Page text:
Article originally featured in San Diego Union Tribune:
Chula Vista seniors can access new homelessness prevention program thanks to $350,000 grant
Laurie Orange of Community Congregational Development Corporation speaks during a press conference at Norman Park Senior Center in Chula Vista on Thursday, Aug. 11, 2022. The nonprofit CCDC funded the construction. (Kristian Carreon/For The San Diego Union-Tribune)
Serving Seniors will be helping older adults remain in their home from new program, funded by the the Community Congregational Development Corporation
BY LAUREN J. MAPP STAFF WRITER
NOV. 26, 2022 5 AM PT
Serving Seniors has received $350,000 from the Community Congregational Development Corp. to fund a new homelessness prevention program in Chula Vista.
The Senior Homelessness Prevention Program, which is funded through 2023, is one of the first such programs in San Diego County. It provides limited financial support and case management services to low-income older adults in South Bay at risk of becoming homeless.
Serving Seniors is now providing two years of rental subsidy support to 21 clients, age 63 through 82, but the organization will soon increase the number of older adults enrolled in the program to 27. The nonprofit is also distributing meals to eight of the clients and helping seniors enrolled in it to access other important support resources.
Paul Downey, Serving Seniors CEO and president, said the goal of this new program is to not only help the seniors involved with it, but to prove that shallow rent subsidies can prevent homelessness.
According to Serving Seniors, a quarter of San Diego’s homeless adults are age 55 and older — and more than 40 percent of that sector is experiencing homelessness for the first time.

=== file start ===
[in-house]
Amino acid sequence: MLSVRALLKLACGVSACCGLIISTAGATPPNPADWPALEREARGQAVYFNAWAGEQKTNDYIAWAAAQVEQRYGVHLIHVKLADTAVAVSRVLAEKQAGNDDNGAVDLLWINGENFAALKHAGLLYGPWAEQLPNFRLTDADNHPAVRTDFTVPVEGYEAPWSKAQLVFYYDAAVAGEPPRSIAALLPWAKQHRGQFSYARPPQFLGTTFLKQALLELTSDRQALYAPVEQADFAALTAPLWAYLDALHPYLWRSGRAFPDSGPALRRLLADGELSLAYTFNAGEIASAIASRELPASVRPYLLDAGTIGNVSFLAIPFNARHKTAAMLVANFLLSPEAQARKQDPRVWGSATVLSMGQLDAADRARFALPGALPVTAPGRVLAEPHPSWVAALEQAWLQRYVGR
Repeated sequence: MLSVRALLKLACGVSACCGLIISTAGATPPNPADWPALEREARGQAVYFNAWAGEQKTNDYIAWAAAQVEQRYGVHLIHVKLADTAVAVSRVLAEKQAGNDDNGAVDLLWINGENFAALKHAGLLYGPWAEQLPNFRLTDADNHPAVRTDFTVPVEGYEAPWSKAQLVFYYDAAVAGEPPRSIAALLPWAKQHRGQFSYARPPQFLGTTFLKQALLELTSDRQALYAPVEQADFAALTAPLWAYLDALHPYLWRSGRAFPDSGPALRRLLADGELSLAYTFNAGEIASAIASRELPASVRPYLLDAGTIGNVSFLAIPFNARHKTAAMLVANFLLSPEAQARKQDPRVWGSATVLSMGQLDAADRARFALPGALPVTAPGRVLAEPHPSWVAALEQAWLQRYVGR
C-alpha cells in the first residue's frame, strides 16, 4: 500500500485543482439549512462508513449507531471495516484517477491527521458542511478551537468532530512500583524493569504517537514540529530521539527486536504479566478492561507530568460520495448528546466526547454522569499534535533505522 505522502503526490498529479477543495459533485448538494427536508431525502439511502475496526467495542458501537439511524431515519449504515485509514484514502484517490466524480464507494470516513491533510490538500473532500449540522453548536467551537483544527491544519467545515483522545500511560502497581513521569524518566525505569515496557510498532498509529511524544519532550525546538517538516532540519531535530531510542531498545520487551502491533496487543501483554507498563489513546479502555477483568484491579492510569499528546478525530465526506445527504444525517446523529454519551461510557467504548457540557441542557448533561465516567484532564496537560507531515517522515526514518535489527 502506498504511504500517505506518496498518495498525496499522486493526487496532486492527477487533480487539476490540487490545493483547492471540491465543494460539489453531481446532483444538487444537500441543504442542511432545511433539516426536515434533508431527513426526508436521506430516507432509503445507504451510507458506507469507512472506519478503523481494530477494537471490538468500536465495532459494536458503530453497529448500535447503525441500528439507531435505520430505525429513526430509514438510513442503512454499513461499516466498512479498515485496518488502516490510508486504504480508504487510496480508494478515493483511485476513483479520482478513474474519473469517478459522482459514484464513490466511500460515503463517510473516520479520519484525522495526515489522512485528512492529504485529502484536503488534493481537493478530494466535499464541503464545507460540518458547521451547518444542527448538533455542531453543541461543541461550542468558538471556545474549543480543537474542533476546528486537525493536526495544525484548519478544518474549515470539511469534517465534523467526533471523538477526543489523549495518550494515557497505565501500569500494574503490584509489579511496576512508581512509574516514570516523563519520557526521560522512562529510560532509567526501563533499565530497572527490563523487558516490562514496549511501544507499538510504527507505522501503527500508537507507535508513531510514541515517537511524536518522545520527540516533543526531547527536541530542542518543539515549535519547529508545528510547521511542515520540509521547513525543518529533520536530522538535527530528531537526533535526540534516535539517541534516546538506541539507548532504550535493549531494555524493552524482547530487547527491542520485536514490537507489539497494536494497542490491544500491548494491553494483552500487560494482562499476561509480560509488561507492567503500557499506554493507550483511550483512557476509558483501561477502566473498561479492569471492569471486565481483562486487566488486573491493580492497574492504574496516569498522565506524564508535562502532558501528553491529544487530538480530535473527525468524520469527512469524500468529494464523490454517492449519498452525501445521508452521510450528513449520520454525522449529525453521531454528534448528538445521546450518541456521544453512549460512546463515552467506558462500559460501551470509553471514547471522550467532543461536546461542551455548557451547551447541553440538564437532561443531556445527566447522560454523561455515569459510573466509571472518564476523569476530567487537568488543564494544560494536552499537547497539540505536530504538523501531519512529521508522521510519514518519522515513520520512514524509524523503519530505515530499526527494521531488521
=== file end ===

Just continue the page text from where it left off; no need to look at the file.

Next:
During the nonprofit’s needs assessment — which was published in September 2021 — 56 percent of older adults interviewed for the study reported that an additional $300 a month or less would make a difference between whether they would become homeless.
The study also found that in order to afford rent, 34 percent of seniors who had experienced homelessness had sold personal items or medication, 45 percent had gone without food or medication and 23 percent had passed on medical care.
“The biggest impact I think is going to be peace of mind for these folks, knowing that they are safe and secure, and won’t lose their housing, at least for two years,” Downey said. “They’ll actually be able to sleep at night and not worry that each month when the rent check is due, that they might not be able to pay it or be on their way to experiencing homelessness.”
Ultimately, Downey said, preventing homelessness is much easier and cheaper than helping someone who has already become unhoused to find a new home. He said estimates show it costs between $35,000 and $50,000 a year to support someone who is unhoused when factoring in the cost of fire department and paramedic calls, hospital visits and the criminal justice system.
CCDC Director and Corporate Secretary Laurie Orange said selecting Serving Seniors for this grant was another way it could support older adults living in the South Bay. CCDC has also funded programs for legal aid for seniors, helped Meals on Wheels purchase a new food delivery van and provide meals and rental assistance through Casa Familiar.
In distributing money for the homelessness prevention effort, Orange said it will allow Serving Seniors to increase its presence and program offerings in and around Chula Vista.
“Serving Seniors is a local institution that has done wonderful work over a number of years; however, it doesn’t have a lot of presence in the South Bay,” she said. “CCDC is trying its best to woo new nonprofits and new services to the South Bay.”